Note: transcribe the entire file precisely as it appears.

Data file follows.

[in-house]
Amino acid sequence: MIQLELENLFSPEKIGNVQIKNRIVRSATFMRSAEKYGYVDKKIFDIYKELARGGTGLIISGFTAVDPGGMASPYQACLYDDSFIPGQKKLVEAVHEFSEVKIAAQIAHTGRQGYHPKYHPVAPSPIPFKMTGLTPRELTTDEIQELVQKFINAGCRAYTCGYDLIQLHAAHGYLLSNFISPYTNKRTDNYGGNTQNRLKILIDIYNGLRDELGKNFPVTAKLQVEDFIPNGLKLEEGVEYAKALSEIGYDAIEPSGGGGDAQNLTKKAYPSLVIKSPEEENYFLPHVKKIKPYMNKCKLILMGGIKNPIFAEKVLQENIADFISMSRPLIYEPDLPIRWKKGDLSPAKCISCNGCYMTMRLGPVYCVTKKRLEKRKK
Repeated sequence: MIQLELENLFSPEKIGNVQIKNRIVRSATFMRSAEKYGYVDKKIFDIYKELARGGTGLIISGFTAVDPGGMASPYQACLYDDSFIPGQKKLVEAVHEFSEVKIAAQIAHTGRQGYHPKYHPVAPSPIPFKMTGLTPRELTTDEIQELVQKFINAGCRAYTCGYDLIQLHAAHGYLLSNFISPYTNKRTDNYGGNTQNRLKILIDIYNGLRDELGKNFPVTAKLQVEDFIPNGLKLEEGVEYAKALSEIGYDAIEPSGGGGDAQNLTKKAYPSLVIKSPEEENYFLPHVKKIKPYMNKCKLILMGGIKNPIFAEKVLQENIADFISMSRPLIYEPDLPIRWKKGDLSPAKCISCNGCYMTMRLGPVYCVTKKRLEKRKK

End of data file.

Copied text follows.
[in-house]
Amino acid sequence: MIQLELENLFSPEKIGNVQIKNRIVRSATFMRSAEKYGYVDKKIFDIYKELARGGTGLIISGFTAVDPGGMASPYQACLYDDSFIPGQKKLVEAVHEFSEVKIAAQIAHTGRQGYHPKYHPVAPSPIPFKMTGLTPRELTTDEIQELVQKFINAGCRAYTCGYDLIQLHAAHGYLLSNFISPYTNKRTDNYGGNTQNRLKILIDIYNGLRDELGKNFPVTAKLQVEDFIPNGLKLEEGVEYAKALSEIGYDAIEPSGGGGDAQNLTKKAYPSLVIKSPEEENYFLPHVKKIKPYMNKCKLILMGGIKNPIFAEKVLQENIADFISMSRPLIYEPDLPIRWKKGDLSPAKCISCNGCYMTMRLGPVYCVTKKRLEKRKK
Repeated sequence: MIQLELENLFSPEKIGNVQIKNRIVRSATFMRSAEKYGYVDKKIFDIYKELARGGTGLIISGFTAVDPGGMASPYQACLYDDSFIPGQKKLVEAVHEFSEVKIAAQIAHTGRQGYHPKYHPVAPSPIPFKMTGLTPRELTTDEIQELVQKFINAGCRAYTCGYDLIQLHAAHGYLLSNFISPYTNKRTDNYGGNTQNRLKILIDIYNGLRDELGKNFPVTAKLQVEDFIPNGLKLEEGVEYAKALSEIGYDAIEPSGGGGDAQNLTKKAYPSLVIKSPEEENYFLPHVKKIKPYMNKCKLILMGGIKNPIFAEKVLQENIADFISMSRPLIYEPDLPIRWKKGDLSPAKCISCNGCYMTMRLGPVYCVTKKRLEKRKK